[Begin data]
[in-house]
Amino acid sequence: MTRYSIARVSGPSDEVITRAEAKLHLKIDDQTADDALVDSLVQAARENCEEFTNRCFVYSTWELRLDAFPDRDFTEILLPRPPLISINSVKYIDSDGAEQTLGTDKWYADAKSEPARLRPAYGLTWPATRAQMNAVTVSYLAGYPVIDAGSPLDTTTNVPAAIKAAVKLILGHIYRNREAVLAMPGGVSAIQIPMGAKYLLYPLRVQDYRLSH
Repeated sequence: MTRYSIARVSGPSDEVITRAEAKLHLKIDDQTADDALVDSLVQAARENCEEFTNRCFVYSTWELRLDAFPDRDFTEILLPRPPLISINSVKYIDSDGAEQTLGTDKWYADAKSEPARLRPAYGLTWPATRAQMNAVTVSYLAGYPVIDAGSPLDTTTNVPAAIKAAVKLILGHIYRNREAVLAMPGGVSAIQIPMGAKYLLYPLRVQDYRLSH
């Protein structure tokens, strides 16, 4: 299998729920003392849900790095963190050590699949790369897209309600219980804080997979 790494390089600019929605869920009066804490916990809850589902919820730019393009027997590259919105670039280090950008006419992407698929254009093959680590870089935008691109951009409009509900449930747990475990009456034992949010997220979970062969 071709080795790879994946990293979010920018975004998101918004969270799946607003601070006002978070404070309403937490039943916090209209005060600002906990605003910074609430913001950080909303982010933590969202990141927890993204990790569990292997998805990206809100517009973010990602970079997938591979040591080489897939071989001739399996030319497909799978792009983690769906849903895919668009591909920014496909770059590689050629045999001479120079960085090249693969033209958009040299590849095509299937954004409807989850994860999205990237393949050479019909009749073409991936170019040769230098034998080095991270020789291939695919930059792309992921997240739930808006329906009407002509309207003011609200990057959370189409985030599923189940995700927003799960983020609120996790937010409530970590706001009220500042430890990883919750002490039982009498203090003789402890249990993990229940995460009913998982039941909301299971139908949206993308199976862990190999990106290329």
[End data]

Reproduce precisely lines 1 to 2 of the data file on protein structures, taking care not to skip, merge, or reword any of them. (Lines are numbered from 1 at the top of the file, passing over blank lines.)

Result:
[in-house]
Amino acid sequence: MTRYSIARVSGPSDEVITRAEAKLHLKIDDQTADDALVDSLVQAARENCEEFTNRCFVYSTWELRLDAFPDRDFTEILLPRPPLISINSVKYIDSDGAEQTLGTDKWYADAKSEPARLRPAYGLTWPATRAQMNAVTVSYLAGYPVIDAGSPLDTTTNVPAAIKAAVKLILGHIYRNREAVLAMPGGVSAIQIPMGAKYLLYPLRVQDYRLSH